To my surprise, on the day of the classes there were queues of people all the way down the road. Many of the top karate people in Perth started with me around that time. Brian Mackie - who is with Goju Kai now - he stared with me at that time. Also Denis Purvis got to yellow belt in jujutsu before he left me and went his own way.
Mackie is director and chief instructor of the IKGA in Australia, 7th Dan Kyoshi Shihan, and has been teaching at the Karate Academy of Japan in Perth since 1966. Purvis went on to form the Denis Purvis Karate Academy. There was also Branco Bratich who is now Chief Instructor for Yoseikan Ryu Karate Australia.

De Jong explains how he changed the Indonesian way of teaching to fit the Australian culture. Clarke asks if De Jong thought it was a good idea to change the system to suit the students.
Yes, I know what you're saying, but you know you can learn all the time. And if the results are better one way than the other, why carry on in a way that gives poorer results? I'll give you an example. In 1978 a Major Greg Mawkes MBE asked me if I would go and teach the army self-defence. I said okay and soon afterwards found myself teaching members of the SAS and the Commandoes. Shortly after I had started to do this the Major and I had a discussion about things. He told me that he thought the method of fighting was really good and he was pleased with that. But he said the men were having some difficulty understanding it all. I said this was the usual way of things and that my students were the same. He then explained the army did not have unlimited time to spend on this and that what he needed was quick results.

So it was at that point I had to think things through and see what I cold come up with. I looked at the usual way the army taught things and decided I would alter the way I was teaching and come more in line with the army way of doing things. Well, do you know, the people started to pick things up much faster than before, and they could do the techniques much better than before! So I had a talk with my Instructors and said I thought that we should change things so that we were teaching everyone like this. And at that time we changed the way we taught the students. The techniques were still the same, it was only the method of teaching them that was different. And since then things have been much better.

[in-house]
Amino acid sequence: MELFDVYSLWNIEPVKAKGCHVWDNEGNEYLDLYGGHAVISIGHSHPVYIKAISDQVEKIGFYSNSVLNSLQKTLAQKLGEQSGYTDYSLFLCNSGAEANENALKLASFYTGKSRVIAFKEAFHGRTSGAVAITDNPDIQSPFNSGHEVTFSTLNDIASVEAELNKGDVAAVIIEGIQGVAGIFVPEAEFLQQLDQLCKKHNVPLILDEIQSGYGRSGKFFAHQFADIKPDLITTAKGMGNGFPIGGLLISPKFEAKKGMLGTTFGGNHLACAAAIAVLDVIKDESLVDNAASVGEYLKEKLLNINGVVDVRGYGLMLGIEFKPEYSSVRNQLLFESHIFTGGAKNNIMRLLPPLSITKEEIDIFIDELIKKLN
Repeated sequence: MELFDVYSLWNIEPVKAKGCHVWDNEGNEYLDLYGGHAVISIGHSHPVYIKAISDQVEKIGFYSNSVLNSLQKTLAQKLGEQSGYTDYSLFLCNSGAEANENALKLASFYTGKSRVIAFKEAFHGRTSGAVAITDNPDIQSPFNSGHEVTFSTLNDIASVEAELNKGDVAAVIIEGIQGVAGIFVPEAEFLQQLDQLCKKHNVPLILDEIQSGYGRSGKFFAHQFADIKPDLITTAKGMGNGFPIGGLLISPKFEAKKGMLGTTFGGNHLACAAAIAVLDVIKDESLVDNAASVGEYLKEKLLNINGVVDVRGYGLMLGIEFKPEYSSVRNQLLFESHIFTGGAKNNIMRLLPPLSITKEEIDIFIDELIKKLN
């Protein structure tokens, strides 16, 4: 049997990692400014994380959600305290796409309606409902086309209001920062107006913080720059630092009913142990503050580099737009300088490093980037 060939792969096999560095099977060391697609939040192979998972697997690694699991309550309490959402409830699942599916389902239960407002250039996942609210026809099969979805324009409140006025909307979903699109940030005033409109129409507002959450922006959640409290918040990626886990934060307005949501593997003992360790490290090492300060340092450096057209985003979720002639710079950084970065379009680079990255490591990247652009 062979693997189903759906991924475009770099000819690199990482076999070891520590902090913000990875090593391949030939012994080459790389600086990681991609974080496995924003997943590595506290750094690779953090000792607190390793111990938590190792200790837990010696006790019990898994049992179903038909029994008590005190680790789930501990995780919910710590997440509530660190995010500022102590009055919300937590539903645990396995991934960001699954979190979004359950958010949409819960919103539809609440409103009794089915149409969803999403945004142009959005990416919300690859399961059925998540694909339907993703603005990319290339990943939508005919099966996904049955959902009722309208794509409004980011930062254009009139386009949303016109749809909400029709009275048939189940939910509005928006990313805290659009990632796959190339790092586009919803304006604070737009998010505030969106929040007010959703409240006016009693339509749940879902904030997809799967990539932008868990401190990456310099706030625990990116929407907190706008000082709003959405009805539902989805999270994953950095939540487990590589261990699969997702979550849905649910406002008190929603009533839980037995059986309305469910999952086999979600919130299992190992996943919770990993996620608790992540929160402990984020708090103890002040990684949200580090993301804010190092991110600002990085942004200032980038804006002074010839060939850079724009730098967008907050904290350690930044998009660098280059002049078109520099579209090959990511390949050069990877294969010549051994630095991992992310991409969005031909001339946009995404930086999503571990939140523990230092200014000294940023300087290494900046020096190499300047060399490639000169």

A bit on Mawkes (not included in Clarke's article):
Major Mawkes (Retd) served in the Regular Army for 22½ years including two tours of Vietnam with 1 SAS Squadron. He was appointed as a Member of the Order of the British Empire for services to SAS in the 1982 New Year’s Honours list, specifically for establishing Australia’s military counter-terrorist capability.
De Jong's explanation is very telling. It shows that he was results oriented; results being defined in practical terms. It shows his leadership style was often consultative. It also shows his never ending quest for finding better ways to teach.

What's not included in the explanation is the influence of Mochizuki's Yoseikan in De Jong's army-inspired new way of teaching. What was this new way of teaching? As we've seen above, De Jong was not a fan for an 'army style' discipline way of teaching. No, what it was was to divide a tactic into phases in order to be able to better teach, learn, and analyse it. A very readable book on this approach is Gerry Carr's Sport Mechancis for Coaches. This division into phases can be seen in Mochizuki's Nihonden Jujutsu. You can check for yourself. A copy of this book is available for sale on ebay, for US$4,000.

The next few blogs will be devoted to Clarke's works on De Jong.